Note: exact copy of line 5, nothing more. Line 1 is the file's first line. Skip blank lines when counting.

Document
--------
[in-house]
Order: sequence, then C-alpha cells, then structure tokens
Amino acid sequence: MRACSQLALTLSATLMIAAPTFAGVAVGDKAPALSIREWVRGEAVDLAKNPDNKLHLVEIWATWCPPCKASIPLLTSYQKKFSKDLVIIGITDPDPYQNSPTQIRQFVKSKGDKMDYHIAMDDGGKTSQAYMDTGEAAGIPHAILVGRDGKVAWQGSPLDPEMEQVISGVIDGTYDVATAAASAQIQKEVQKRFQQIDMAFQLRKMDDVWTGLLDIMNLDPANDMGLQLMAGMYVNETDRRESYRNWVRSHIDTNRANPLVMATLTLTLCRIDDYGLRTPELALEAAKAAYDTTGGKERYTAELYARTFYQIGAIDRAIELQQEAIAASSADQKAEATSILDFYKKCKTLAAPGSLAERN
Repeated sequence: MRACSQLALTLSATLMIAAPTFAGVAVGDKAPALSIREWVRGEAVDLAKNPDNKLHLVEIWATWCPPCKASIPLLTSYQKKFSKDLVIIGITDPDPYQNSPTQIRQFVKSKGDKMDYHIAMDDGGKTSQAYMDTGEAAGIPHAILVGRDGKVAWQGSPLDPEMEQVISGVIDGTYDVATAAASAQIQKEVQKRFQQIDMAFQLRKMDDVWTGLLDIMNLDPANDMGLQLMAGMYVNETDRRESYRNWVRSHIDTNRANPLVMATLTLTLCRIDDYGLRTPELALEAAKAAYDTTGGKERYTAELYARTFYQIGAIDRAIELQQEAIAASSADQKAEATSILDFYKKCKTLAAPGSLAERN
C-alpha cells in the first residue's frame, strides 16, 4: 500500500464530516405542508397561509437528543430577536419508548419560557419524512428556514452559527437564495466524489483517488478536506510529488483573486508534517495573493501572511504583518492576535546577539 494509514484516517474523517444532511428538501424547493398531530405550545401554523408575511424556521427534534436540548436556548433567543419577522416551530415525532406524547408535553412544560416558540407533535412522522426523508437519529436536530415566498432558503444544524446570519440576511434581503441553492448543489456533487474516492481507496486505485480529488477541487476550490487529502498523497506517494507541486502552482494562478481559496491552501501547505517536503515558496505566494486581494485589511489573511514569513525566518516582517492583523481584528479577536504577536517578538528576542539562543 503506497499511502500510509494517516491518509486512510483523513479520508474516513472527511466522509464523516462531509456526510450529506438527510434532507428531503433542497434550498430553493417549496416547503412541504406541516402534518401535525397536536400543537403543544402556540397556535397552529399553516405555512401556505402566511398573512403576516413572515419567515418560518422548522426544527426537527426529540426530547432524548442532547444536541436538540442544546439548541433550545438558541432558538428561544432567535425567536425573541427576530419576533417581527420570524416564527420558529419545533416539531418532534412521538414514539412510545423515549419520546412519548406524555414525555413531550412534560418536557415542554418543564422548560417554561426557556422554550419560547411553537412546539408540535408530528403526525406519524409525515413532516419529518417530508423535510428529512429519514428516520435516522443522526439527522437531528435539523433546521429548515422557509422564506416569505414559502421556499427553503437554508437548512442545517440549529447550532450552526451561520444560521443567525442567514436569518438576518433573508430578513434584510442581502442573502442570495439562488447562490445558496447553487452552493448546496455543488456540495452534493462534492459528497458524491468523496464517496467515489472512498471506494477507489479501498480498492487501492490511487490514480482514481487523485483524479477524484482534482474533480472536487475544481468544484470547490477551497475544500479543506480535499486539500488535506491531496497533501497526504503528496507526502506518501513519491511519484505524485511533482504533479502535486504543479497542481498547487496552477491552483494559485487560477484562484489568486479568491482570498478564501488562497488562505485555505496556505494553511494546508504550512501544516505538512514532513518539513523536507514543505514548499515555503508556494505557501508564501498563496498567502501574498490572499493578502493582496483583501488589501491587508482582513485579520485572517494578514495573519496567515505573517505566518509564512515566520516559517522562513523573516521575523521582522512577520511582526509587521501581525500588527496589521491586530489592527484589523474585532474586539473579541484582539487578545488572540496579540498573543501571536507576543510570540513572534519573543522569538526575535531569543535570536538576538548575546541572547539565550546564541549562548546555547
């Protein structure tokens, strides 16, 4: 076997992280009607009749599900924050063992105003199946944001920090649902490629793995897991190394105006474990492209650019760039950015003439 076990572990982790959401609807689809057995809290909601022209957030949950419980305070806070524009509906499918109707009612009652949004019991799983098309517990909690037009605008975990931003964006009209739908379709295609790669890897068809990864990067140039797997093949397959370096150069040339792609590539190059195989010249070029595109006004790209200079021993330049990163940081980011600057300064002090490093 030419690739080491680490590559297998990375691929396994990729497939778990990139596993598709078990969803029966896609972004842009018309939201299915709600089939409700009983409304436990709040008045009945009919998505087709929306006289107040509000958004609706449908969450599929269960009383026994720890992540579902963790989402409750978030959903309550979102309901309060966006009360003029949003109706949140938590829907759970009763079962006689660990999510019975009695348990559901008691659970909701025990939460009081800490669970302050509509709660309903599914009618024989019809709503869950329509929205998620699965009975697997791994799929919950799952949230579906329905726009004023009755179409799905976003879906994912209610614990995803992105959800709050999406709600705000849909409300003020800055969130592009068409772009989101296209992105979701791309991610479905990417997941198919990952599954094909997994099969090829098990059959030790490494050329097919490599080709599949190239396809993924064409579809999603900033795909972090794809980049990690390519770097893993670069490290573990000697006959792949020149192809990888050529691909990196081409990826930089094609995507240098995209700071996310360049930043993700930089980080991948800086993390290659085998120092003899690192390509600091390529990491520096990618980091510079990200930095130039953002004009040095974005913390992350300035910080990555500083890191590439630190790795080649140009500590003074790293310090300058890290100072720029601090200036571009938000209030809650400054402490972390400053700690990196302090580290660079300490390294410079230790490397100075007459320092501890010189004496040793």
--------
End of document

C-alpha cells in the first residue's frame, strides 16, 4: 500500500464530516405542508397561509437528543430577536419508548419560557419524512428556514452559527437564495466524489483517488478536506510529488483573486508534517495573493501572511504583518492576535546577539 494509514484516517474523517444532511428538501424547493398531530405550545401554523408575511424556521427534534436540548436556548433567543419577522416551530415525532406524547408535553412544560416558540407533535412522522426523508437519529436536530415566498432558503444544524446570519440576511434581503441553492448543489456533487474516492481507496486505485480529488477541487476550490487529502498523497506517494507541486502552482494562478481559496491552501501547505517536503515558496505566494486581494485589511489573511514569513525566518516582517492583523481584528479577536504577536517578538528576542539562543 503506497499511502500510509494517516491518509486512510483523513479520508474516513472527511466522509464523516462531509456526510450529506438527510434532507428531503433542497434550498430553493417549496416547503412541504406541516402534518401535525397536536400543537403543544402556540397556535397552529399553516405555512401556505402566511398573512403576516413572515419567515418560518422548522426544527426537527426529540426530547432524548442532547444536541436538540442544546439548541433550545438558541432558538428561544432567535425567536425573541427576530419576533417581527420570524416564527420558529419545533416539531418532534412521538414514539412510545423515549419520546412519548406524555414525555413531550412534560418536557415542554418543564422548560417554561426557556422554550419560547411553537412546539408540535408530528403526525406519524409525515413532516419529518417530508423535510428529512429519514428516520435516522443522526439527522437531528435539523433546521429548515422557509422564506416569505414559502421556499427553503437554508437548512442545517440549529447550532450552526451561520444560521443567525442567514436569518438576518433573508430578513434584510442581502442573502442570495439562488447562490445558496447553487452552493448546496455543488456540495452534493462534492459528497458524491468523496464517496467515489472512498471506494477507489479501498480498492487501492490511487490514480482514481487523485483524479477524484482534482474533480472536487475544481468544484470547490477551497475544500479543506480535499486539500488535506491531496497533501497526504503528496507526502506518501513519491511519484505524485511533482504533479502535486504543479497542481498547487496552477491552483494559485487560477484562484489568486479568491482570498478564501488562497488562505485555505496556505494553511494546508504550512501544516505538512514532513518539513523536507514543505514548499515555503508556494505557501508564501498563496498567502501574498490572499493578502493582496483583501488589501491587508482582513485579520485572517494578514495573519496567515505573517505566518509564512515566520516559517522562513523573516521575523521582522512577520511582526509587521501581525500588527496589521491586530489592527484589523474585532474586539473579541484582539487578545488572540496579540498573543501571536507576543510570540513572534519573543522569538526575535531569543535570536538576538548575546541572547539565550546564541549562548546555547